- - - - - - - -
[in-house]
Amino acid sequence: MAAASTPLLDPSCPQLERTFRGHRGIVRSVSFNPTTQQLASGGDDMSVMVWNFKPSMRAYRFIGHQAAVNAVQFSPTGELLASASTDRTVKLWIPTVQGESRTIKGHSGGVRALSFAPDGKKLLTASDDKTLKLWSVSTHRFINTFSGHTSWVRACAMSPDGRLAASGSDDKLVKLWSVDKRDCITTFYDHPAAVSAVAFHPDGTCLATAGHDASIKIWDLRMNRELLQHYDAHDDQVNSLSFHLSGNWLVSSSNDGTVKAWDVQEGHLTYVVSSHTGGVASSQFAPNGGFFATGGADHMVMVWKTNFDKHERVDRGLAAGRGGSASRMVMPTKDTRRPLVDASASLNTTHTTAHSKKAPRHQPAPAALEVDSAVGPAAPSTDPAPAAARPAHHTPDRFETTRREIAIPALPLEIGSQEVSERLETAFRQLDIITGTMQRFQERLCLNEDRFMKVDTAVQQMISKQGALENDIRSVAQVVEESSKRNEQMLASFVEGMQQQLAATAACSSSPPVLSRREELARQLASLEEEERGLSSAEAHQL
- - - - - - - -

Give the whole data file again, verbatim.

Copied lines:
[in-house]
Amino acid sequence: MAAASTPLLDPSCPQLERTFRGHRGIVRSVSFNPTTQQLASGGDDMSVMVWNFKPSMRAYRFIGHQAAVNAVQFSPTGELLASASTDRTVKLWIPTVQGESRTIKGHSGGVRALSFAPDGKKLLTASDDKTLKLWSVSTHRFINTFSGHTSWVRACAMSPDGRLAASGSDDKLVKLWSVDKRDCITTFYDHPAAVSAVAFHPDGTCLATAGHDASIKIWDLRMNRELLQHYDAHDDQVNSLSFHLSGNWLVSSSNDGTVKAWDVQEGHLTYVVSSHTGGVASSQFAPNGGFFATGGADHMVMVWKTNFDKHERVDRGLAAGRGGSASRMVMPTKDTRRPLVDASASLNTTHTTAHSKKAPRHQPAPAALEVDSAVGPAAPSTDPAPAAARPAHHTPDRFETTRREIAIPALPLEIGSQEVSERLETAFRQLDIITGTMQRFQERLCLNEDRFMKVDTAVQQMISKQGALENDIRSVAQVVEESSKRNEQMLASFVEGMQQQLAATAACSSSPPVLSRREELARQLASLEEEERGLSSAEAHQL